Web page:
When should esomeprazole not be used?
You should always read the patient information leaflet before taking any new medication, to make sure it’s right for you. You must not take esomeprazole if you are:
Allergic to esomeprazole or any of the other listed ingredients
Allergic to other proton pump inhibitor medicines (e.g. pantoprazole, lansoprazole, rabeprazole, omeprazole)
If you are taking a medicine containing nelfinavir (used to treat HIV infection)
You should talk to a doctor or Chemist4U pharmacist before taking esomeprazole if you:
Have severe liver problems
Have severe kidney problems
Have an intolerance to some sugars
Have ever had a skin reaction after treatment with a medicine similar to esomeprazole that reduces stomach acid
Are due to have a specific blood test (Chromogranin A)
Are taking any other medication or herbal remedy, including those obtained without a prescription
Esomeprazole can sometimes hide the symptoms of other diseases, so you should talk to your doctor or Chemist4U pharmacist before you start taking it, or while you are taking it, if you:
Lose a lot of weight for no reason
Have problems swallowing
Get stomach pain or indigestion
Begin to vomit food or blood
Pass black stools
Taking a proton pump inhibitor like esomeprazole for a long period of time, particularly over a year, may slightly increase your risk of fracture in the hip, wrist or spine. You must tell your doctor or Chemist4U pharmacist if you have osteoporosis or if you are taking any corticosteroids, as these can increase the risk of osteoporosis.
You may need to stop taking esomeprazole if you develop a rash on your skin, particularly in areas exposed to the sun. Tell your doctor or Chemist4U pharmacist as soon as possible if this happens.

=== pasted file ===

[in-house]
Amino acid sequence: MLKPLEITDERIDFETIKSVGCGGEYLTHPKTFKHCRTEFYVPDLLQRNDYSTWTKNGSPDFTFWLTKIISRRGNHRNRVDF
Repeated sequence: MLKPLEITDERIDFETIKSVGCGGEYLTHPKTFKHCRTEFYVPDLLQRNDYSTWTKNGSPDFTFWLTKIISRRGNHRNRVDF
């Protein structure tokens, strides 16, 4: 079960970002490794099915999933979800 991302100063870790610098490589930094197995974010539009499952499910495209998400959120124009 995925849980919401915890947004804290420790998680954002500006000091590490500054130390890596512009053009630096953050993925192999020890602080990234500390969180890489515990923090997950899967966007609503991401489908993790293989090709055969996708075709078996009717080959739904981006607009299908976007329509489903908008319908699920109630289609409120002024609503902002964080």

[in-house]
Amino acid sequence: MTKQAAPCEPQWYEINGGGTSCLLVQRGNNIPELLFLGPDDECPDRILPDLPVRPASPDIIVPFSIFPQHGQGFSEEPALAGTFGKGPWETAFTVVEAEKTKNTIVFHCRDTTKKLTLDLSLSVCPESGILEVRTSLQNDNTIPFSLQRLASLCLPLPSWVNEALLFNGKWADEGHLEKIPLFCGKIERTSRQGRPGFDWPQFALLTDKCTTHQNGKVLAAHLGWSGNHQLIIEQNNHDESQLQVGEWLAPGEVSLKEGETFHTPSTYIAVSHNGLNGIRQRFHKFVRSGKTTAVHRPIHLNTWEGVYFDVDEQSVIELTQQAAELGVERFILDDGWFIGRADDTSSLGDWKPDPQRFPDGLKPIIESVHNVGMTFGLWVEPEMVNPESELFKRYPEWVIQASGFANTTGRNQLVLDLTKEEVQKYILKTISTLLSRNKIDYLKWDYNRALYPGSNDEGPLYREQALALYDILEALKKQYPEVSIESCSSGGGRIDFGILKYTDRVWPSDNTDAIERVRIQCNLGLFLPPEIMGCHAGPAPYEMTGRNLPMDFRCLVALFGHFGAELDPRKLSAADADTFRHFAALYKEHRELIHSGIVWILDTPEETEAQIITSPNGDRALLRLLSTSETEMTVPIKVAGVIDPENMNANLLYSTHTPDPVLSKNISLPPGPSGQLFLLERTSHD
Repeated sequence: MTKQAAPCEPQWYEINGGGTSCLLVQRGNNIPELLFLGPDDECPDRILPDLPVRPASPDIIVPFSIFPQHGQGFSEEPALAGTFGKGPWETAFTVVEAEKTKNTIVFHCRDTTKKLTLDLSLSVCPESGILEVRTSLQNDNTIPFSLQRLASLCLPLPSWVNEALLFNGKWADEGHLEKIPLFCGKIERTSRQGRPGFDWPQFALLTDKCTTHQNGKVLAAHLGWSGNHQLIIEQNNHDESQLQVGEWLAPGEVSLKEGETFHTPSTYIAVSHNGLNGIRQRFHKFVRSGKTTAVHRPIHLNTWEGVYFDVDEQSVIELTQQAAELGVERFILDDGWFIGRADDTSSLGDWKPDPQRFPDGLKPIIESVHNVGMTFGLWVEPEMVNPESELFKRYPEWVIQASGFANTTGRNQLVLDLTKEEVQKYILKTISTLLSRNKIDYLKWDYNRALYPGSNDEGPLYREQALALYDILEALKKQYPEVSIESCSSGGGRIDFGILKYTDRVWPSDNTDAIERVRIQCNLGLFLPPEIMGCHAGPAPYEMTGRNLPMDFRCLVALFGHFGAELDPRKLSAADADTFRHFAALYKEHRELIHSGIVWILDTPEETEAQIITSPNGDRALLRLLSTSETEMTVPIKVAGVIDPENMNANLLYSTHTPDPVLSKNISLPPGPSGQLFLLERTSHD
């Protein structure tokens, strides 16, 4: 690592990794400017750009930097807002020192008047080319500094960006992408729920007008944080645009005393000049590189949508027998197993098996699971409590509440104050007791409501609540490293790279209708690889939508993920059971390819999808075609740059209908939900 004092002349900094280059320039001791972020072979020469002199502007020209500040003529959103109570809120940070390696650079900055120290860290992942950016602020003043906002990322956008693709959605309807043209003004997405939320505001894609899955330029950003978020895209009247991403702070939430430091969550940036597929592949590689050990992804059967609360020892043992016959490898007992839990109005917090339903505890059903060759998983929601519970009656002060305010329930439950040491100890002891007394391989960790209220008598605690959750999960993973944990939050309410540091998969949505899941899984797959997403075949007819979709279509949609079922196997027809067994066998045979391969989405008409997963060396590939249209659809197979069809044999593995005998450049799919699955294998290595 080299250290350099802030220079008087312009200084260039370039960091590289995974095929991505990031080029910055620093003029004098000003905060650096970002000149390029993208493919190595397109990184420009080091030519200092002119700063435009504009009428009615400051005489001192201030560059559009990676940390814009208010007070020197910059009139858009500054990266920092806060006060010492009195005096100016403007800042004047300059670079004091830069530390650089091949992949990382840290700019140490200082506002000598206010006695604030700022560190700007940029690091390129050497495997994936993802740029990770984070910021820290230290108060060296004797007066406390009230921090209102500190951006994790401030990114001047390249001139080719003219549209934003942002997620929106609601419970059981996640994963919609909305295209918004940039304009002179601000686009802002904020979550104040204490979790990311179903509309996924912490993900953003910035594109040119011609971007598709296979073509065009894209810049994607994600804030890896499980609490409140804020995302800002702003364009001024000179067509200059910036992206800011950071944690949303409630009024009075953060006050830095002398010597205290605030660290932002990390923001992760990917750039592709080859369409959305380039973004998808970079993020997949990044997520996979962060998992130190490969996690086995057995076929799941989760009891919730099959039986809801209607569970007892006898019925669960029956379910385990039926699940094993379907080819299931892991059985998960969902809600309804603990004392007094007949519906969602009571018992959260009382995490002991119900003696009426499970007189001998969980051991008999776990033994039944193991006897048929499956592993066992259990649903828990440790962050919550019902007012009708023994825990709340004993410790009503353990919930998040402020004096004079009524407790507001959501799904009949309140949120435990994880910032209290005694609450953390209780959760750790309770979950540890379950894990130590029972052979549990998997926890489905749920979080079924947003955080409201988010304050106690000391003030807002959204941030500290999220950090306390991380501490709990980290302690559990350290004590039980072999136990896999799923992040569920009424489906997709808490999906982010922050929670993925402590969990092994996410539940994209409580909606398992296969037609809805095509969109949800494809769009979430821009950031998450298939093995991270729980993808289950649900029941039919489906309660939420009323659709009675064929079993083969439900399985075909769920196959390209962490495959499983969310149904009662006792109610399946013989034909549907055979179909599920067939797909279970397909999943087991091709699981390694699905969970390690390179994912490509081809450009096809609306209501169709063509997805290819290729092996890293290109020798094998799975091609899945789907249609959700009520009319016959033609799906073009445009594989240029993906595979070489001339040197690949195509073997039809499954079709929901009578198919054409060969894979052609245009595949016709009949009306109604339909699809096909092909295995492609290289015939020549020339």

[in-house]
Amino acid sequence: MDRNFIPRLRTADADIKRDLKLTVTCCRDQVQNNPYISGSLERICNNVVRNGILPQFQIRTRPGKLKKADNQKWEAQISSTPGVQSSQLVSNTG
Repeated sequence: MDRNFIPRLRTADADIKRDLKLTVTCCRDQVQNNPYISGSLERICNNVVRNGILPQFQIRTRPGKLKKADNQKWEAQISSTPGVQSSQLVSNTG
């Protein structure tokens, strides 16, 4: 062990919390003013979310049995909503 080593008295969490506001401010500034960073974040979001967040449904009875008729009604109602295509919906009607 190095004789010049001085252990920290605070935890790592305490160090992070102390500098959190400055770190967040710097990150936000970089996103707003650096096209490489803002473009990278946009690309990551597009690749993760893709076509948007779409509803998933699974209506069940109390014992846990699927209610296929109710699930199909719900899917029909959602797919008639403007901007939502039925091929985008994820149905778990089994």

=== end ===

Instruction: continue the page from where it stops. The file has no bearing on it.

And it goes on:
Are there any side effects?
As with all medicines, there is a possibility of some side effects, but not everybody will get them. If you notice any of these rare but serious side effects, stop taking esomeprazole and seek immediate medical attention:
Severe allergic reaction: sudden wheezing, swelling of the lips, tongue, and throat or body, rash, fainting, or difficulty swallowing.
Reddening of the skin or peeling. There may also be severe blisters and bleeding in the lips, eyes, nose and/or genitals. This could be ‘Stevens-Johnson syndrome’ or ‘toxic epidermal necrolysis’.
An infection with symptoms such as a fever and severely reduced general condition, or symptoms of a local infection such as a pain in the next, throat or mouth or difficulty urinating. This may be caused by a lack of white blood cells and will need to be ruled out with a blood test.
Jaundice (yellow skin, dark urine and tiredness). These may be symptoms of a liver problem.
Common side effects can include:
Effects on your stomach or gut: diarrhoea, stomach pain, constipation or wind
Feeling or being sick
Benign polyps in the stomach
Uncommon side effects can include:
Swelling of the feet and ankles